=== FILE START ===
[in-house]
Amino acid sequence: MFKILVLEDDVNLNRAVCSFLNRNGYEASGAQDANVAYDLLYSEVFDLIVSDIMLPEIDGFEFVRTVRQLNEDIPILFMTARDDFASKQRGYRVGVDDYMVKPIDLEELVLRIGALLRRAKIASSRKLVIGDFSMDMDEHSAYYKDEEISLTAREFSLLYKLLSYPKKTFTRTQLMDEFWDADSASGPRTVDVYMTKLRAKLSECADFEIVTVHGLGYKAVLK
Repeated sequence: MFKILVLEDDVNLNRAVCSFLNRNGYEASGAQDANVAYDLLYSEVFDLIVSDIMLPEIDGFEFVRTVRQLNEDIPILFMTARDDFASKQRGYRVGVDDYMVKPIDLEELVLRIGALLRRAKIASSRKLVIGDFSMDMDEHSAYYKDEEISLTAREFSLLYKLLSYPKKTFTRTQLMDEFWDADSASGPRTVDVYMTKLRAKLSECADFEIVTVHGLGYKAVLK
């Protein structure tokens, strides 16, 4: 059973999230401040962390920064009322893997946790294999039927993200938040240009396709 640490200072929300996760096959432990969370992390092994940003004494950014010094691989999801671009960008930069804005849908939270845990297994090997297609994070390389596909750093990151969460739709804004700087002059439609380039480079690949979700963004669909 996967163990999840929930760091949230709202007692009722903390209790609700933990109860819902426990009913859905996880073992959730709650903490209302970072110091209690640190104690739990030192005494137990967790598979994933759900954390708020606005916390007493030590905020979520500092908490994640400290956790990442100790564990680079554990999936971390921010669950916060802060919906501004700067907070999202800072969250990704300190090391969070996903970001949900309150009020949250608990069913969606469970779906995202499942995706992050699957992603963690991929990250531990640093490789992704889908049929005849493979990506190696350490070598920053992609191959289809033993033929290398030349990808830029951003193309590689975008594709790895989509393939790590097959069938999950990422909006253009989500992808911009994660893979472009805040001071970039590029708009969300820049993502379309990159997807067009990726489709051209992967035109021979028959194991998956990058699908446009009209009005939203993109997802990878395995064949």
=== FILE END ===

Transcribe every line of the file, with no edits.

[in-house]
Amino acid sequence: MFKILVLEDDVNLNRAVCSFLNRNGYEASGAQDANVAYDLLYSEVFDLIVSDIMLPEIDGFEFVRTVRQLNEDIPILFMTARDDFASKQRGYRVGVDDYMVKPIDLEELVLRIGALLRRAKIASSRKLVIGDFSMDMDEHSAYYKDEEISLTAREFSLLYKLLSYPKKTFTRTQLMDEFWDADSASGPRTVDVYMTKLRAKLSECADFEIVTVHGLGYKAVLK
Repeated sequence: MFKILVLEDDVNLNRAVCSFLNRNGYEASGAQDANVAYDLLYSEVFDLIVSDIMLPEIDGFEFVRTVRQLNEDIPILFMTARDDFASKQRGYRVGVDDYMVKPIDLEELVLRIGALLRRAKIASSRKLVIGDFSMDMDEHSAYYKDEEISLTAREFSLLYKLLSYPKKTFTRTQLMDEFWDADSASGPRTVDVYMTKLRAKLSECADFEIVTVHGLGYKAVLK
């Protein structure tokens, strides 16, 4: 059973999230401040962390920064009322893997946790294999039927993200938040240009396709 640490200072929300996760096959432990969370992390092994940003004494950014010094691989999801671009960008930069804005849908939270845990297994090997297609994070390389596909750093990151969460739709804004700087002059439609380039480079690949979700963004669909 996967163990999840929930760091949230709202007692009722903390209790609700933990109860819902426990009913859905996880073992959730709650903490209302970072110091209690640190104690739990030192005494137990967790598979994933759900954390708020606005916390007493030590905020979520500092908490994640400290956790990442100790564990680079554990999936971390921010669950916060802060919906501004700067907070999202800072969250990704300190090391969070996903970001949900309150009020949250608990069913969606469970779906995202499942995706992050699957992603963690991929990250531990640093490789992704889908049929005849493979990506190696350490070598920053992609191959289809033993033929290398030349990808830029951003193309590689975008594709790895989509393939790590097959069938999950990422909006253009989500992808911009994660893979472009805040001071970039590029708009969300820049993502379309990159997807067009990726489709051209992967035109021979028959194991998956990058699908446009009209009005939203993109997802990878395995064949």